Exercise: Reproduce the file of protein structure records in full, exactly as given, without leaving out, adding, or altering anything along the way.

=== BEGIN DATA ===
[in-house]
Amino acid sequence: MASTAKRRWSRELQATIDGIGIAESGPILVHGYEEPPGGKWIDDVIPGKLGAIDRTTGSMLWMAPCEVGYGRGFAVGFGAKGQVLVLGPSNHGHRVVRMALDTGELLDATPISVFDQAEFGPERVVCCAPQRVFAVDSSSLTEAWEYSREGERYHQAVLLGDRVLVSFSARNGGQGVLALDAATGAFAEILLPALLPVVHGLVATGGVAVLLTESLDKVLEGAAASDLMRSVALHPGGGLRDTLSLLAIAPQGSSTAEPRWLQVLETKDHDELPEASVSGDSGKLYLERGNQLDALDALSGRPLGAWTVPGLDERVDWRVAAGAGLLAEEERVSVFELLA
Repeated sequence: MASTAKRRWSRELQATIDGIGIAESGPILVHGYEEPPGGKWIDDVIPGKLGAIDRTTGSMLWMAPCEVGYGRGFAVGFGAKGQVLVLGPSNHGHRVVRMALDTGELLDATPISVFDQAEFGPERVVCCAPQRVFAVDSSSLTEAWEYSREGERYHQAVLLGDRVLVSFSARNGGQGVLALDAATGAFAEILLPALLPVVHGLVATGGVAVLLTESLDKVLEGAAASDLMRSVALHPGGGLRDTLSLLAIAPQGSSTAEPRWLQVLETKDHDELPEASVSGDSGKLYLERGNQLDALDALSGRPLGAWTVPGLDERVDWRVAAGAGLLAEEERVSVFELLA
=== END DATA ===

[in-house]
Amino acid sequence: MASTAKRRWSRELQATIDGIGIAESGPILVHGYEEPPGGKWIDDVIPGKLGAIDRTTGSMLWMAPCEVGYGRGFAVGFGAKGQVLVLGPSNHGHRVVRMALDTGELLDATPISVFDQAEFGPERVVCCAPQRVFAVDSSSLTEAWEYSREGERYHQAVLLGDRVLVSFSARNGGQGVLALDAATGAFAEILLPALLPVVHGLVATGGVAVLLTESLDKVLEGAAASDLMRSVALHPGGGLRDTLSLLAIAPQGSSTAEPRWLQVLETKDHDELPEASVSGDSGKLYLERGNQLDALDALSGRPLGAWTVPGLDERVDWRVAAGAGLLAEEERVSVFELLA
Repeated sequence: MASTAKRRWSRELQATIDGIGIAESGPILVHGYEEPPGGKWIDDVIPGKLGAIDRTTGSMLWMAPCEVGYGRGFAVGFGAKGQVLVLGPSNHGHRVVRMALDTGELLDATPISVFDQAEFGPERVVCCAPQRVFAVDSSSLTEAWEYSREGERYHQAVLLGDRVLVSFSARNGGQGVLALDAATGAFAEILLPALLPVVHGLVATGGVAVLLTESLDKVLEGAAASDLMRSVALHPGGGLRDTLSLLAIAPQGSSTAEPRWLQVLETKDHDELPEASVSGDSGKLYLERGNQLDALDALSGRPLGAWTVPGLDERVDWRVAAGAGLLAEEERVSVFELLA